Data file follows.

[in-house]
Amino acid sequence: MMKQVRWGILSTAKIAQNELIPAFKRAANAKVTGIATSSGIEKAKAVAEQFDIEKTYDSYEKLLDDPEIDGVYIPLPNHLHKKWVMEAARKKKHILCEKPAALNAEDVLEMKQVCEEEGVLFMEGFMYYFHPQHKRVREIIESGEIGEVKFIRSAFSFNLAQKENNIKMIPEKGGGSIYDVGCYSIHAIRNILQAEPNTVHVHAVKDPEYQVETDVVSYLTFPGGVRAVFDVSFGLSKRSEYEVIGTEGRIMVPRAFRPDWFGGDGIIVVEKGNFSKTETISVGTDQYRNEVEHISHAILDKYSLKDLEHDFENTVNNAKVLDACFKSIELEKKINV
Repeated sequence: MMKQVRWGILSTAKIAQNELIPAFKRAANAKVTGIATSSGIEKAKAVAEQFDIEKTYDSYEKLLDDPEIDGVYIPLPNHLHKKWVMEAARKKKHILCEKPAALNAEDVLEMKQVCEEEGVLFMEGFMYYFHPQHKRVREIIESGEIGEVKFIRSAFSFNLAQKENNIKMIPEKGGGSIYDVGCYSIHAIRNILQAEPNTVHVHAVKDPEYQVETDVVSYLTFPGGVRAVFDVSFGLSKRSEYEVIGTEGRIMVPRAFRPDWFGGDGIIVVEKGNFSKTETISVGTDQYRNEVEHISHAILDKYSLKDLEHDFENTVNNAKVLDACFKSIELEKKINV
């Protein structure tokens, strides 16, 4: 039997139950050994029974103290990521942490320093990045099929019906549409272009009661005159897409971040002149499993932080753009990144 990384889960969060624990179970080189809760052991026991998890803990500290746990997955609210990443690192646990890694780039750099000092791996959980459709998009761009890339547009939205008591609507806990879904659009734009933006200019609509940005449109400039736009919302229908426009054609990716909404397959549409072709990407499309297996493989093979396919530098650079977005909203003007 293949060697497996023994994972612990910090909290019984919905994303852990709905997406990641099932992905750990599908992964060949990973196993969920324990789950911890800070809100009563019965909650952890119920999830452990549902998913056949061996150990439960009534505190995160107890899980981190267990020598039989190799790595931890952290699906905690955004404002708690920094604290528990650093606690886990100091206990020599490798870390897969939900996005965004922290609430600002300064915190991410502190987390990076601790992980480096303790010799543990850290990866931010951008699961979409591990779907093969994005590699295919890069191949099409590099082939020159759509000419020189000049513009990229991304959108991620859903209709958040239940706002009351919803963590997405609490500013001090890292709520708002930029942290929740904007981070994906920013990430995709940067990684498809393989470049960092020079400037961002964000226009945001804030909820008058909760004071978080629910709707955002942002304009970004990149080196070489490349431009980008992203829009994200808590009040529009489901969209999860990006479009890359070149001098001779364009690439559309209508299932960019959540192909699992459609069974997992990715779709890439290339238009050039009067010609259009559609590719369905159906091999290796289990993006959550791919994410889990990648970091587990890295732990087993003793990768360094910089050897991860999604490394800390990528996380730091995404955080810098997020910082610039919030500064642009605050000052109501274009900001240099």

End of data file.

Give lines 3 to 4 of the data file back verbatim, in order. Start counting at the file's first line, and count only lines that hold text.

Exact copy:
Repeated sequence: MMKQVRWGILSTAKIAQNELIPAFKRAANAKVTGIATSSGIEKAKAVAEQFDIEKTYDSYEKLLDDPEIDGVYIPLPNHLHKKWVMEAARKKKHILCEKPAALNAEDVLEMKQVCEEEGVLFMEGFMYYFHPQHKRVREIIESGEIGEVKFIRSAFSFNLAQKENNIKMIPEKGGGSIYDVGCYSIHAIRNILQAEPNTVHVHAVKDPEYQVETDVVSYLTFPGGVRAVFDVSFGLSKRSEYEVIGTEGRIMVPRAFRPDWFGGDGIIVVEKGNFSKTETISVGTDQYRNEVEHISHAILDKYSLKDLEHDFENTVNNAKVLDACFKSIELEKKINV
């Protein structure tokens, strides 16, 4: 039997139950050994029974103290990521942490320093990045099929019906549409272009009661005159897409971040002149499993932080753009990144 990384889960969060624990179970080189809760052991026991998890803990500290746990997955609210990443690192646990890694780039750099000092791996959980459709998009761009890339547009939205008591609507806990879904659009734009933006200019609509940005449109400039736009919302229908426009054609990716909404397959549409072709990407499309297996493989093979396919530098650079977005909203003007 293949060697497996023994994972612990910090909290019984919905994303852990709905997406990641099932992905750990599908992964060949990973196993969920324990789950911890800070809100009563019965909650952890119920999830452990549902998913056949061996150990439960009534505190995160107890899980981190267990020598039989190799790595931890952290699906905690955004404002708690920094604290528990650093606690886990100091206990020599490798870390897969939900996005965004922290609430600002300064915190991410502190987390990076601790992980480096303790010799543990850290990866931010951008699961979409591990779907093969994005590699295919890069191949099409590099082939020159759509000419020189000049513009990229991304959108991620859903209709958040239940706002009351919803963590997405609490500013001090890292709520708002930029942290929740904007981070994906920013990430995709940067990684498809393989470049960092020079400037961002964000226009945001804030909820008058909760004071978080629910709707955002942002304009970004990149080196070489490349431009980008992203829009994200808590009040529009489901969209999860990006479009890359070149001098001779364009690439559309209508299932960019959540192909699992459609069974997992990715779709890439290339238009050039009067010609259009559609590719369905159906091999290796289990993006959550791919994410889990990648970091587990890295732990087993003793990768360094910089050897991860999604490394800390990528996380730091995404955080810098997020910082610039919030500064642009605050000052109501274009900001240099």